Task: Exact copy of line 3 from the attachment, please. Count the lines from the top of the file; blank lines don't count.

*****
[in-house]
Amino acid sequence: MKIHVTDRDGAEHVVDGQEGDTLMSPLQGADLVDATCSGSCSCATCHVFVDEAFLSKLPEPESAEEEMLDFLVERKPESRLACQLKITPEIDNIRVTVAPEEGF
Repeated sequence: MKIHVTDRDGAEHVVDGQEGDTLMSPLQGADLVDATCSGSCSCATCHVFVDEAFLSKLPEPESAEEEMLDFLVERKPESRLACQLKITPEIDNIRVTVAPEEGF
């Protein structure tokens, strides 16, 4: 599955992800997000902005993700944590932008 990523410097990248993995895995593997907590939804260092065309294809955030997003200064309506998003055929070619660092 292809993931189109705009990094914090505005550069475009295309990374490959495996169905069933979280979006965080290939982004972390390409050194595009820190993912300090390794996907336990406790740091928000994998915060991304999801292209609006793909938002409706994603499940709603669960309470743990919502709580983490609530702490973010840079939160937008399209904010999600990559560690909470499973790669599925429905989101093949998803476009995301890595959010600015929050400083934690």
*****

Repeated sequence: MKIHVTDRDGAEHVVDGQEGDTLMSPLQGADLVDATCSGSCSCATCHVFVDEAFLSKLPEPESAEEEMLDFLVERKPESRLACQLKITPEIDNIRVTVAPEEGF